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Building empathy within the family

Image credit — Google images

We got discharged from the hospital yesterday. Dad’s back home, and recuperating. Although he still has a tracheostomy tube and feeding pipe, assisting his throat to recover, things have been more or less smooth so far. Mum’s been ensuring he gets his diet on time. I’ve been helping him clear out the chest congestion (which is a lot, considering there’s a foreign device planted into his wind pipe), and sister’s been assisting us both. We are all very happy to see Dad back home, but we are all very exhausted as well. Physically and mentally.

The one week at the hospital has pushed us to show resolve in the middle of a storm, but at the same time, rendered us in need of some respite. And the lack of it, has surfaced as arguments, miscommunication, and unnecessary irritation, among the family members.

My sister and I have had countless arguments, over what does Dad need, at what time and who is right in assessing his condition. I come off as stubborn and irritating, because I don’t divulge away from the given instructions, especially when it comes to medical care. But that chains me into thinking of just one narrative, while my sister looks at alternatives and freeways.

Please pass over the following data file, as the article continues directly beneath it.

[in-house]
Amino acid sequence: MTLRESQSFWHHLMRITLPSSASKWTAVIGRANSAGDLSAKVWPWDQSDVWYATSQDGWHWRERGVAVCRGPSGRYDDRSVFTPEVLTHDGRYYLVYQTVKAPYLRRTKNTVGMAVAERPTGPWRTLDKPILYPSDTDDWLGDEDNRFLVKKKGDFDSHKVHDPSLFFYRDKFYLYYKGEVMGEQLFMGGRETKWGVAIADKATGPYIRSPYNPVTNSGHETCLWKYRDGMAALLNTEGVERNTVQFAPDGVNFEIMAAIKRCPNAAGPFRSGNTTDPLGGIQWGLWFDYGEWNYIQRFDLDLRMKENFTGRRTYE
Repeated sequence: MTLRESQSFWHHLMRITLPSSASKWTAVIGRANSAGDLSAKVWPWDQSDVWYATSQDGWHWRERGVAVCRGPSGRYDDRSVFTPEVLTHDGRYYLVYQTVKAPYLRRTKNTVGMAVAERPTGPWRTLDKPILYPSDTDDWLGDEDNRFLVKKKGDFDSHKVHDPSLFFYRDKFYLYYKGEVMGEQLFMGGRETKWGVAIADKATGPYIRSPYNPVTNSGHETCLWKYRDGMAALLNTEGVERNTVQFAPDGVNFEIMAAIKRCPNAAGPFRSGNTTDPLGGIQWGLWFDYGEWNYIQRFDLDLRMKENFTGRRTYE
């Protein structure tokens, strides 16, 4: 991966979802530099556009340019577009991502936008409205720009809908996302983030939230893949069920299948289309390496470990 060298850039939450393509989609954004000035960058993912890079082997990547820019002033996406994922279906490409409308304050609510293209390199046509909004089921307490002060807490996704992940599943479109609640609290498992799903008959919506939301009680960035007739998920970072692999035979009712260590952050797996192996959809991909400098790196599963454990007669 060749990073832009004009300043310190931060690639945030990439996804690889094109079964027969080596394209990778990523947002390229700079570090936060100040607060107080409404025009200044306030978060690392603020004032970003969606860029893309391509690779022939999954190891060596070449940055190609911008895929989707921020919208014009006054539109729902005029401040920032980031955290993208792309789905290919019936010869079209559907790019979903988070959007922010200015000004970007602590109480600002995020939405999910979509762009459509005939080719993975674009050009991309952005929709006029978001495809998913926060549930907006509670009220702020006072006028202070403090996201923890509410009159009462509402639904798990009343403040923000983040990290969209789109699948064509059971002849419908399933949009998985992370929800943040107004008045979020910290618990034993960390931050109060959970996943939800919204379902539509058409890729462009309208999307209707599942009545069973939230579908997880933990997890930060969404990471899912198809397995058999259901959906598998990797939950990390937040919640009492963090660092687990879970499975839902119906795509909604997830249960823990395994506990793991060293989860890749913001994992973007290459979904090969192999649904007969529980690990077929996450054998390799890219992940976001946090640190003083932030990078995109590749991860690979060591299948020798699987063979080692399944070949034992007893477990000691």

However, above all, as a family, we need to overlook our personal limitations, and focus to help Dad get better with each day. We need to generate empathy for each other, for the crisis we’re going through, needs that. Each one of us within the family is having its own coping mechanism to deal with Dad’s health. And each one of us needs to respect that, for our sake, for Dad’s sake. Perhaps, then we can focus on his recovery in an even better manner.

Hi, I’m Mariyam, thank you for reading my post. This is part of my series on finding positivity and decoding the ‘be positive’ attitude as my father fights through aggressive oral cancer.

If you liked it, you can read other posts on

You can also follow me on twitter @MariyamRaza for more. Much love 🙂

Mariyam Raza Haider

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A journalist by training, Mariyam Haider is a writer and performance poet in Singapore.
She is the researcher of the book The Billionaire Raj: A Journey Through India’s New Gilded Age written by James Crabtree.
Her writing has appeared in Hindustan Times, Livemint, Feminism In India, New Asian Writing and Kitaab.

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